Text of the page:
U.S. Federal Spending in Fiscal Year 2010 was $3,456 B.
- 20% to Defense
- 20% to Social Security
- 23% to Medicare and Medicaid
- 6% to Interest on the Debt
- 12% for Other Mandatory
- 19% for Discretionary
U.S. Federal Tax Receipts for Fiscal Year 2010 were $2,162 B.
That covers about 60% of spending.
- 42% from individual income
- 40% from Social Security
- 9% from Corporate Income
- 3% from Excise
- 6% from Other
Assuming that we don’t want to cut defense, social security, or Medicare, and don’t want to declare bankruptcy by not paying interest on our debt, 69% of our spending is generally non-controversial. In addition, I’ll assume that paying Veterans’ pensions and healthcare, federal employee retirement, , transportation, including FAA and air traffic control, and spending on our National Parks is also non-controversial. They add 10.5%, leaving us with about 80% of our budget as non-controversial. We’ll leave off, even though they might be generally agreed upon, things like Unemployment, other healthcare, space/science, and agriculture. (For more, here.)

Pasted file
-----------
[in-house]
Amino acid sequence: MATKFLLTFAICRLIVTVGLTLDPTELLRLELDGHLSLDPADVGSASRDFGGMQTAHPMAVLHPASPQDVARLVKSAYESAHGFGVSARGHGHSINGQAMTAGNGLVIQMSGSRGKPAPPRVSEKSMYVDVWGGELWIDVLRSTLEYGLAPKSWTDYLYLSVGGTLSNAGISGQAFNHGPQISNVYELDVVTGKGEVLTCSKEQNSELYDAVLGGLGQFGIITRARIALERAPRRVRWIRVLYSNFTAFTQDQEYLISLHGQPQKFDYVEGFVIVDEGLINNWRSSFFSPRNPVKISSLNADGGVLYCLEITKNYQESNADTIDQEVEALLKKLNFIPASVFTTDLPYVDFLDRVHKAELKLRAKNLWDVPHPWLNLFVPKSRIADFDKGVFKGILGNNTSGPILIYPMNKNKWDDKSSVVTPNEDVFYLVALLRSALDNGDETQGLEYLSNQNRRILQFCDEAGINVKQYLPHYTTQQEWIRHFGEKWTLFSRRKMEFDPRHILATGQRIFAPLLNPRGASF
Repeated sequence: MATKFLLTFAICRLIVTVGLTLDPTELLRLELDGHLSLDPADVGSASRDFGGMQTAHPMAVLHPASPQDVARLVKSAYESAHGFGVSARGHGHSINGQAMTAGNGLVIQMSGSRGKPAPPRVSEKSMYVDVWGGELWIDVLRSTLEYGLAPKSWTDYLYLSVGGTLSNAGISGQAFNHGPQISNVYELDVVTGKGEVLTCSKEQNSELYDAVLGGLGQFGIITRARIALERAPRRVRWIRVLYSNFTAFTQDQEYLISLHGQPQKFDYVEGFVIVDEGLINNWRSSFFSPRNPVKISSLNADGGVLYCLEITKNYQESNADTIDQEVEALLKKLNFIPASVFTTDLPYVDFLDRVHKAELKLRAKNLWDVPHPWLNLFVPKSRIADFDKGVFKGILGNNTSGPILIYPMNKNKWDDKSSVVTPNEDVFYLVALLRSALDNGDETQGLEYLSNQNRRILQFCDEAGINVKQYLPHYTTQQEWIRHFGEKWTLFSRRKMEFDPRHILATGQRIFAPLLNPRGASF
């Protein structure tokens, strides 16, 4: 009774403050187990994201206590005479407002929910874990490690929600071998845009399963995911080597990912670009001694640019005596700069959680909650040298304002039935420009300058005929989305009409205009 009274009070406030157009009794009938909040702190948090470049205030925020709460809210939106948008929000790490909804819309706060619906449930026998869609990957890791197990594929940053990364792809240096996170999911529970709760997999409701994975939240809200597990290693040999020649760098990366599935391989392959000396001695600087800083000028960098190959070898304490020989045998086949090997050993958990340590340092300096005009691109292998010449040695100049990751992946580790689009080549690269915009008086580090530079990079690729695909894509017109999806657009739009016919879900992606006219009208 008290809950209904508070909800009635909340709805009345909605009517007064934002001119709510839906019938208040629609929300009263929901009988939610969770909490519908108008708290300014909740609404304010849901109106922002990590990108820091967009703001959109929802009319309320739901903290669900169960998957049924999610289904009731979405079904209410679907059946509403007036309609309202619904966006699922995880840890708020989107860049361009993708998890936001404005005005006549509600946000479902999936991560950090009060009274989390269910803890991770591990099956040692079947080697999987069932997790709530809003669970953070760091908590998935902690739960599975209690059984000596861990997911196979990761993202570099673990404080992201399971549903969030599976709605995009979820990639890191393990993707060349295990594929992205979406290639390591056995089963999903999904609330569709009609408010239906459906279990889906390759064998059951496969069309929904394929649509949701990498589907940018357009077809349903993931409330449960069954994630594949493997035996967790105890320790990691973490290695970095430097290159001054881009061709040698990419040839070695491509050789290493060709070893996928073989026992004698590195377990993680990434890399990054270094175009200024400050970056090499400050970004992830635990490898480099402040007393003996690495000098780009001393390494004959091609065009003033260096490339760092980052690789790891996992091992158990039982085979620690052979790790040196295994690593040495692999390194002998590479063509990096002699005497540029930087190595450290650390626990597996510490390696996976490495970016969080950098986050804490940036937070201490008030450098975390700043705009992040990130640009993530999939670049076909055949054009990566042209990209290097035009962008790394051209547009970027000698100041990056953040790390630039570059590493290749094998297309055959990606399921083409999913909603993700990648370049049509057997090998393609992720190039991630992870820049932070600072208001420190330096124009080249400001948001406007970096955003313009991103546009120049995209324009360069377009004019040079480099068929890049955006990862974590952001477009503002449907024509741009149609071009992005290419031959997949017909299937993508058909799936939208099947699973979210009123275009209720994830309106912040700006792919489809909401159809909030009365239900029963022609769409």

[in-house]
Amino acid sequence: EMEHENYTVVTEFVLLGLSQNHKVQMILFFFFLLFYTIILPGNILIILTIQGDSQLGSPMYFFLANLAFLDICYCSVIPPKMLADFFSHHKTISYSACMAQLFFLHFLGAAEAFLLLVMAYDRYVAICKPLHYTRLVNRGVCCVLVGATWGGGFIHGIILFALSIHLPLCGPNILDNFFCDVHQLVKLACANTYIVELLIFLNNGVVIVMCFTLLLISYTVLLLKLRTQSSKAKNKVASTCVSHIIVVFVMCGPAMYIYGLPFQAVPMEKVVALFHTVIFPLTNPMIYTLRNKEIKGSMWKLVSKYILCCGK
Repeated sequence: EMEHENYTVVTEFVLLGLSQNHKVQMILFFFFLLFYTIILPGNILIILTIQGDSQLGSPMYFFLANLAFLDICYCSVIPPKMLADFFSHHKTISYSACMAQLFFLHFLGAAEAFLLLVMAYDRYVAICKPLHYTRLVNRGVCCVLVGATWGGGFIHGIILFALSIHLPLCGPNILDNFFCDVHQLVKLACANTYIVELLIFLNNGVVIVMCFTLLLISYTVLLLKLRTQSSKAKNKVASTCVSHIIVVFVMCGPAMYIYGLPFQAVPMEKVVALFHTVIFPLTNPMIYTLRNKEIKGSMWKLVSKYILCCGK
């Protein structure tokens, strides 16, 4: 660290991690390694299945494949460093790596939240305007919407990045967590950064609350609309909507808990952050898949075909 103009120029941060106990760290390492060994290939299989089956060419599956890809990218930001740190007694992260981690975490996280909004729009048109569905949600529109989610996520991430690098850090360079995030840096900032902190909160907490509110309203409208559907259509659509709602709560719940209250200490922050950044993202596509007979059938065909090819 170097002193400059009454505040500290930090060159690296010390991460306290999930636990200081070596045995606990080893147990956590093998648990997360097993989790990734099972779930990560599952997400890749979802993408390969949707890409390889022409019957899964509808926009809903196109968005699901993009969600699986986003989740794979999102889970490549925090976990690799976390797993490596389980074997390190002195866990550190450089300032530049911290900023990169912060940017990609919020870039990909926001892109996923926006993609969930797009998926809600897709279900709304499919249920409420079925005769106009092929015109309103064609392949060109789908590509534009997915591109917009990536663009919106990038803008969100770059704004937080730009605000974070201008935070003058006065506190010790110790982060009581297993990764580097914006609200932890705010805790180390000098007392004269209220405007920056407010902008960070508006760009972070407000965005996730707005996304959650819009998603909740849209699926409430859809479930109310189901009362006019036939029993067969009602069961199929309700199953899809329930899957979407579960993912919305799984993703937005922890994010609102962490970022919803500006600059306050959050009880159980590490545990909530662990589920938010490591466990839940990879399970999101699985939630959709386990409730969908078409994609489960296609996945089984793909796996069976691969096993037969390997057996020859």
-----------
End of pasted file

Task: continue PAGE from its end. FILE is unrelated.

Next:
We are now paying taxes to cover 60% of spending, but generally agree we want to maintain 80% of the budget.
We are currently paying taxes at the rate of 15% of GDP, which is the lowest since 1950. To cover 80% of the budget, we would have to raise taxes now to 20% of GDP, which is about where they were in 1981 (19.6%) and 1998-2001 (roughly 20%).
Of course, growth out of the current recession is expected to raise the percentage of GDP we will be paying in taxes in the next five years to 17%, then 18%, then 19% (chart).
Which still leaves us 20% of government to fight over and pay for or cut.